Tips for brainstorming

Brainstorming can be an effective way to generate lots of ideas
Brainstorming is most effective with groups of 8-12 people and should be performed in a relaxed environment. If participants feel free to relax and joke around, they'll stretch their minds further and therefore produce more creative ideas.

A brainstorming session requires a facilitator, a brainstorming space and something on which to write ideas, such as a white-board a flip chart or software tool. The facilitator's responsibilities include guiding the session, encouraging participation and writing ideas down.

Brainstorming works best with a varied group of people. Participants should come from various departments across the organisation and have different backgrounds. Even in specialist areas, outsiders can bring fresh ideas that can inspire the experts.

There are numerous approaches to brainstorming, but the traditional approach is generally the most effective because it is the most energetic and openly collaborative, allowing participants to build on each others' ideas.

Creativity exercises, relaxation exercises or other fun activities before the session can help participants relax their minds so that they will be more creative during the brainstorming session.


Tips for brainstorming effectively and efficiently
• Quantity not Quality.
When brainstorming on your own or with a team of people, the goal is to express as many ideas as possible very quickly. Do not self-censor or hesitate before offering an idea. A free exchange is what can help bring your most brilliant ideas to the surface.

• Pen to Paper.
Assign a person to write down all of the ideas on a sheet of paper that can be seen by all of the participants. This list will serve as the master and will be culled to include the most relevant suggestions.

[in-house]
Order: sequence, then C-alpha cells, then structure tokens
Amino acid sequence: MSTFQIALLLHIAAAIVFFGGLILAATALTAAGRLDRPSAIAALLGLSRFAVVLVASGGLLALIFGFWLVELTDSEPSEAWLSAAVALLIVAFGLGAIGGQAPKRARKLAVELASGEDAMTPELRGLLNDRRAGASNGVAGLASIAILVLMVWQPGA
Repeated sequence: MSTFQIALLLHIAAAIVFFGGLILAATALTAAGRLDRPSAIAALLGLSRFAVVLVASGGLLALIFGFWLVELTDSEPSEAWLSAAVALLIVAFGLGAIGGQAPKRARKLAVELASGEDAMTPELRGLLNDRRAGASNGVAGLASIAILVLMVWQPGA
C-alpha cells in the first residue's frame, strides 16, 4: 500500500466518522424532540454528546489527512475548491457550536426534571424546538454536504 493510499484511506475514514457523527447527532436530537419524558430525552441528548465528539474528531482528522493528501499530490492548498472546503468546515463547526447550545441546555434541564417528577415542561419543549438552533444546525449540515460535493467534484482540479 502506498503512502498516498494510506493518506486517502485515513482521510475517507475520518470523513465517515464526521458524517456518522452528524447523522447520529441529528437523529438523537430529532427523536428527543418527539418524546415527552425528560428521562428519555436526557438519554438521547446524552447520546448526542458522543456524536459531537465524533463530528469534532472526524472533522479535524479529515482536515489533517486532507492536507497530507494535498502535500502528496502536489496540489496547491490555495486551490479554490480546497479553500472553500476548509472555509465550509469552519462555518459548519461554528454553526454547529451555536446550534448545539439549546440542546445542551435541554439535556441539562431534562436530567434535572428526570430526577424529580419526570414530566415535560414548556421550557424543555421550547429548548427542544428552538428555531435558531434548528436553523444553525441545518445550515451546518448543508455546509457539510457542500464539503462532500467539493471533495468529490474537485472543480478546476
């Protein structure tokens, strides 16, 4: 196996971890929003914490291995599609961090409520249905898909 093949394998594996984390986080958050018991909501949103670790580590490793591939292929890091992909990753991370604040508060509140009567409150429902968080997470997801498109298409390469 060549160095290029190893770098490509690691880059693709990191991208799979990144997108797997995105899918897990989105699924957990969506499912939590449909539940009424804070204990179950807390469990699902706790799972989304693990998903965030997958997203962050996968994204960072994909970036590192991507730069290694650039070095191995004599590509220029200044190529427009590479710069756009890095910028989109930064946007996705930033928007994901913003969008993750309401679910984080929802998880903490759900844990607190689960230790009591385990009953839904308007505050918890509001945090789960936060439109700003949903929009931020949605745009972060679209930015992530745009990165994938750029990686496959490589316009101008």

• No Critics.
All ideas should be welcome and no one (leader or participant) should issue any type of verbal criticism toward an idea presented, no matter how off base it may seem at the time. This will help keep the environment supportive and help to encourage everyone to take part in the process.

• Time's Up.
For fertile idea generation, set a time limit. Having a ticking clock or a timer helps get the creative juices flowing.

• Go the Extra Mile.
Even after you think you've exhausted all of the possibilities, reexamine the ideas presented and push yourself to add a few more to the list.

• Change of Scenery.
Sometimes the best brainstorming and idea generation can happen in new surroundings. So, leave the all-too-familiar conference room behind and meet somewhere new, maybe a colleague's home, a park or a quiet cafι.

• Small Groups.
Brainstorming works best in groups of up to 15 people. If a group gets too large, some attendees may not feel as comfortable participating.

• Brainstorm Alone?
Sure, it's possible. Create a mind map starting with your central theme and branch off that, setting new ideas in different circles that connect to the central theme. Maybe one of your new ideas inspires you, so make it a theme and connect new thoughts to it. This form of mind mapping is commonly used by writers trying to spark their imagination. The main rules are the same: no self-censorship, set a time limit, and keep writing - the pen must be touching the page the entire time.

• Project Maps.
Mind maps are great to use in project management. One such use would be to brainstorm a list of all the questions you have regarding the scope of your project to make sure you are prepared with the answers.

• Have Fun!
Brainstorming can be fun, and is a great way to boost morale among employees and help them to feel part of the decision making process.

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